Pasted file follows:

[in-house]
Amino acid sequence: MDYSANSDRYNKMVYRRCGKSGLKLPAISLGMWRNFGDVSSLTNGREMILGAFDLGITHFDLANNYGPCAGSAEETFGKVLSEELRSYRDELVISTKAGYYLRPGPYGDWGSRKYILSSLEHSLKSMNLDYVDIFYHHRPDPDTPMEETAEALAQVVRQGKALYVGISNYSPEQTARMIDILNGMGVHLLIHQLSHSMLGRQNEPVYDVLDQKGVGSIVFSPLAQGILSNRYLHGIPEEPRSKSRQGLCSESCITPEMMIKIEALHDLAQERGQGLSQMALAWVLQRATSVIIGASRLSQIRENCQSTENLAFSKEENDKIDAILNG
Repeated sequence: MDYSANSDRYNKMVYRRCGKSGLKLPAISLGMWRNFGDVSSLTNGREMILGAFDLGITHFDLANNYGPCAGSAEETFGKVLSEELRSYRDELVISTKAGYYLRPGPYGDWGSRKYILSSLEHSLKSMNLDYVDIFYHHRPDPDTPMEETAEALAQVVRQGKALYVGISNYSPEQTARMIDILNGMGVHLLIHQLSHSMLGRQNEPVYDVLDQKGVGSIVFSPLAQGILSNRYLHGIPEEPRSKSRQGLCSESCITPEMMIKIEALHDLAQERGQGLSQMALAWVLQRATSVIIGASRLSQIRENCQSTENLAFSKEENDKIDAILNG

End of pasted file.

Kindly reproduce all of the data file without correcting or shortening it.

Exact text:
[in-house]
Amino acid sequence: MDYSANSDRYNKMVYRRCGKSGLKLPAISLGMWRNFGDVSSLTNGREMILGAFDLGITHFDLANNYGPCAGSAEETFGKVLSEELRSYRDELVISTKAGYYLRPGPYGDWGSRKYILSSLEHSLKSMNLDYVDIFYHHRPDPDTPMEETAEALAQVVRQGKALYVGISNYSPEQTARMIDILNGMGVHLLIHQLSHSMLGRQNEPVYDVLDQKGVGSIVFSPLAQGILSNRYLHGIPEEPRSKSRQGLCSESCITPEMMIKIEALHDLAQERGQGLSQMALAWVLQRATSVIIGASRLSQIRENCQSTENLAFSKEENDKIDAILNG
Repeated sequence: MDYSANSDRYNKMVYRRCGKSGLKLPAISLGMWRNFGDVSSLTNGREMILGAFDLGITHFDLANNYGPCAGSAEETFGKVLSEELRSYRDELVISTKAGYYLRPGPYGDWGSRKYILSSLEHSLKSMNLDYVDIFYHHRPDPDTPMEETAEALAQVVRQGKALYVGISNYSPEQTARMIDILNGMGVHLLIHQLSHSMLGRQNEPVYDVLDQKGVGSIVFSPLAQGILSNRYLHGIPEEPRSKSRQGLCSESCITPEMMIKIEALHDLAQERGQGLSQMALAWVLQRATSVIIGASRLSQIRENCQSTENLAFSKEENDKIDAILNG